The Chaser’s Curse
The chaser’s curse: the moment you see a ton of high-point activations coming up followed by the realisation you won’t be around to work them. That was my lot for this week, although it wasn’t a complete washout in the end. Unfortunate circumstances (ie, my own damn fault) had meant I flew out to the US on Monday for two days of work meetings on the East Coast, and then straight back again. The date line meant I experienced no Friday, the Airbus meant I experienced little sleep, and by the time I’d driven home from the airport, it was well past UTC rollover on Saturday, with no activations around. I’d missed Rik and Mitch’s 10 summit adventure, plus all the early Saturday ones.
I am proud to say that my first reaction when arriving home wasn’t to turn on the radio and start chasing, but after greeting the family and unpacking the bags, Item Three on the list was checked off. I listened for a while, heard nothing, tuned up the antenna, and kept listening.
Eventually, I managed to hear Tony VK3CAT activating VK3/VN-004, receiving him at a 53. His report to me was a 43 and a mention that my signal was right down towards the noise. A subtle suspicion crept into my brain through the lack of sleep, and once the QSO was over, I checked my RF output setting on the radio and noticed it was still down on minimum power from when I tuned it up. I’d managed to work Tony on less than a Watt of power. I’ll take that for an opening chase for the day.
Tony would frustrate me for the rest of the day however, through no fault of his own. His second summit was activated on 7090, but I missed out on working him before the Naval net came on. I heard Allen jump in before Tony was due to QSY up to 12m, but by the time I’d readied myself to transmit, the Naval net was underway, and it would have been impolite to try to chase Tony. I instead jumped up to 12m, but I’ve never heard a signal up there, so it was no surprise I couldn’t hear Tony. His final activation for the day was interrupted at my end by the requirement to set fire to a large pile of wood in my wood oven. He was there when I left with the blow torch and paper, but gone by the time I got back 5 minutes later. I hadn’t been able to overhear if he was QSYing or just doing a short activation. My wood oven raged with fire, but it was my Chaser Heart that was burnt. The only consolation for my poor planning was some awesome pizza two hours later.
If truth be told, I didn’t really have much opportunity on the Saturday to chase that much. I spent plenty of time with the kids and helped out around the house, all while trying to stay awake as long as possible to [a] eliminate the jet lag and [b] avoid having to have nightmares about Hawthorn beating Geelong. I made a deal with my wife that Sunday would be my day to talk to people on mountains.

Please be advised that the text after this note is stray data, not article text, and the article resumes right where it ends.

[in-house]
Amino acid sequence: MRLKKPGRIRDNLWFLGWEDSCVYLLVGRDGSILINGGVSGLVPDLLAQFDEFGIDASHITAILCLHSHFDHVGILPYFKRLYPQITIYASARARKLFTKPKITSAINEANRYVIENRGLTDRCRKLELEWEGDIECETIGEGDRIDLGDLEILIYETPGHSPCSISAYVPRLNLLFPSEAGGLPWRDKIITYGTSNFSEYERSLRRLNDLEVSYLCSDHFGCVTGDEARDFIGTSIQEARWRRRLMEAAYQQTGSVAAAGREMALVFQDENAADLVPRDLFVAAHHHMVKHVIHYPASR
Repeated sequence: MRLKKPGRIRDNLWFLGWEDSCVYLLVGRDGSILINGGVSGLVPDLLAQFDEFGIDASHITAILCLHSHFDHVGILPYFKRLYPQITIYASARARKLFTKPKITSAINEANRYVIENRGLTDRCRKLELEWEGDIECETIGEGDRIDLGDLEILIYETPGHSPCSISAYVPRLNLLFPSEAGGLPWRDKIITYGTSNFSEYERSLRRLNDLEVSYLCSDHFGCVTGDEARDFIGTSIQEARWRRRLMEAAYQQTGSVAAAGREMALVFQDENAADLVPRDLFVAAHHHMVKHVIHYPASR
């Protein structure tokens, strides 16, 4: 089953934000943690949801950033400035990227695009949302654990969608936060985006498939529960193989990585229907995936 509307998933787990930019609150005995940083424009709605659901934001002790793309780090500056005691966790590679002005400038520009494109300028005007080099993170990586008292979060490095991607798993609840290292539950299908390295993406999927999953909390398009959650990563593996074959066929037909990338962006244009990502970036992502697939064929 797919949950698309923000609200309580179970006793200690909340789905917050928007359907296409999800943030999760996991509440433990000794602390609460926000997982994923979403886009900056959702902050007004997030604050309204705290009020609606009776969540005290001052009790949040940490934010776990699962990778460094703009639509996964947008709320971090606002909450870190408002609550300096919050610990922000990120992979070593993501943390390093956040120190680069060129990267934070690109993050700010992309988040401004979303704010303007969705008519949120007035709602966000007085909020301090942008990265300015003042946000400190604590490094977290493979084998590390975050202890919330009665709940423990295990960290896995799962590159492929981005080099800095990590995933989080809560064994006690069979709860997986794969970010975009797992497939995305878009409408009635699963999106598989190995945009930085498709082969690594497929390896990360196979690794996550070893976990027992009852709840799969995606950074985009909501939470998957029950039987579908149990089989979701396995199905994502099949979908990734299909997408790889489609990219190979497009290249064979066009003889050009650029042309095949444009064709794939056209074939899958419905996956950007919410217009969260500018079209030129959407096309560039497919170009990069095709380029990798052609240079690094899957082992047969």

The morning started with Andrew VK1NAM, portable in VK2 on South Black Range (VK2/ST-006). I tried to listen for Andrew on 20 metres, but I heard nothing, probably deep in the skip zone. I worked Andrew on 40 metres either side of UTC. His signal was very strong, 5 and 7, which was lucky, as local QRM kept jumping in to try to wipe out the signal. Andrew stayed above the noise for the most part, but it wasn’t always easy. I probably came off a bit brusque or non-talkative this morning as a consequence – it was more avoiding the PTT to stop myself swearing on air more than anything.
Mitch VK3FMDV was also out on Flinders Peak, nice and close to me and a summit I’ve climbed many times since I was a child. I worked Mitch either side of UTC too, strong signals both ways, although my latter QSO was again almost drowned out by QRM. I could hear some other signals occasionally on 7090, Andrew VK2ONZ was out there, soft but never getting high enough that I’d have been confident of working him.
The final successful chases for the day were of Kevin VK3KAB, first on VK3/VN-002 Mt Bullfight, and then on VK3/VN-004 Bill Head. Kevin’s signal boomed in, 56 and 57, while my QRP 5W signal was received 55 both times.
The lessons learnt for this week:
- Don’t be an idiot and schedule overseas work trips when activators are showering points down upon chasers. OK, so the trip was planned ages ago and the activations relatively recently, but I can still be annoyed!
- Don’t be an idiot and go to the US East Coast for two days. You spend the next few days making silly mistakes like not checking your RF power output.
- Less than a watt is still a powerful communications mechanism. A couple of hundred kilometres between Tony and myself, but we still got through. This shouldn’t surprise people in a modern environment where mobile phones are putting out milliwatt signals across tens of kilometres.
- Wood fired pizza is the best. It’s even better when it’s made in an oven you built yourself. Everyone should build one. Go and do it. Stop reading this and start planning now. Oh, and the side benefit: fire!
The final tally, 256 points at the end of the weekend. Past the 250 mark! It’s also the 0x100 mark too, for all the computer scientist out there. I’m also going to be heading up to Goulburn to see family during this coming week, so if anyone has a simple summit that can be activated with a 2m handheld and a Slim Jim, quickly enough to avoid annoying the wife, I’m all ears. I’m guessing one of the Canberra suburban summits might be a candidate, but I can make no guarantees that I’ll get approval to do so.